The number of university students accessing mental health services at Glasgow Caledonian University has increased by nearly 35% since 2013.
LGBT+ students are still at risk according to LGBT+ campaign group Stonewall as homophobic bullying in Scottish schools is only “slightly” down.
Statistics shows 52% of young LGBT+ people have reported self-harming with 33% of trans people having attempted suicide.
Support for students in Scottish universities has increased however, LGBT+ students have other needs in terms of mental health.
LGBT+ officer for Glasgow Caledonian University, Fraser Knight describes these other factors:
Perth is known for few things outside the region, bar possibly being often mistaken for its Aussie counterpart in name alone. It’s certainly not a locale that springs to mind when you think of emerging streetwear brands. However, in recent years the success of brands like Taxman and now with the launch of Aspartame, Perth is producing clean and innovative aesthetic.
Harvest of Stars have brought together two of my favourite Scottish emo bands for a fantastic split record.
Each band has recorded two songs and re-recorded and tarted up one older track respectively.
*As an aside I will declare my biases here, as I am good friends with the guys in John “John McClane” Wheels and used to loop bass-lines in Fuchsia.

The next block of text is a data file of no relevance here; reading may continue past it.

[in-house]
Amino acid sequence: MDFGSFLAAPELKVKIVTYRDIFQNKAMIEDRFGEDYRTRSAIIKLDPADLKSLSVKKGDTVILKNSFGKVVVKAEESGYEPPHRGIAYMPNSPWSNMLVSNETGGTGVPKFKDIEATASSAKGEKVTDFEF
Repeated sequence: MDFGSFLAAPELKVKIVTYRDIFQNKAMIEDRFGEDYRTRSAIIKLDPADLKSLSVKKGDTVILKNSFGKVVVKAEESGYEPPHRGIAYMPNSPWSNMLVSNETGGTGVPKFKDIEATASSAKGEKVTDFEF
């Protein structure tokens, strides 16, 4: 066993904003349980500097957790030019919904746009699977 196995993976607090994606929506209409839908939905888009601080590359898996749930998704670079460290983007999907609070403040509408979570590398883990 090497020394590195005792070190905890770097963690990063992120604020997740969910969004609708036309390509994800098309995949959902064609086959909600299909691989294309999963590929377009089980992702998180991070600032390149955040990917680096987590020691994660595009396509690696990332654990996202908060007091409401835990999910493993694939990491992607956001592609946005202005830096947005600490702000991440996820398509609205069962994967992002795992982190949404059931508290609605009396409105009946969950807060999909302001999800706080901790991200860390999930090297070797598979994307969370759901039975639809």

Having stated that this is a completely honest review, rather than some drooling fluff piece.
Fuchsia – Priority
Glasgow based Fuchsia prove yet again to be one of their most accomplished sounding track to date – Priority.
The rolling drums accented poppy guitars disguised by gliding melodies and gritty post hardcore sensibilities.
Marc Thow and James Podmore’s screamed vocals play well off each other, showing off an newly explored angry and frustrated side of Fuchsia.
However, rather than showing off a wholly dark and moody track, Priority feels lighter and denser than the band have on previous releases.
John Wheels – Sody Pop
Emo certainly makes for introspective bedfellows as Perth sad boys follow up their
Sody Pop opens with the energetic, disco-esque drum rhythms and bouncy guitars before making way to melancholic melodies and creeping melodic punk.
Vocally and instrumentally this is the strongest John Wheels have ever sounded.
The track is a towering monument to their cohesion as song writers and shows a band comfortable with bearing their soul and showing off stylistic flexibility.
Distant vocal production further emphasis the numbness of the subject – guitars twinkle and fade away carrying a striking amount of emotional weight.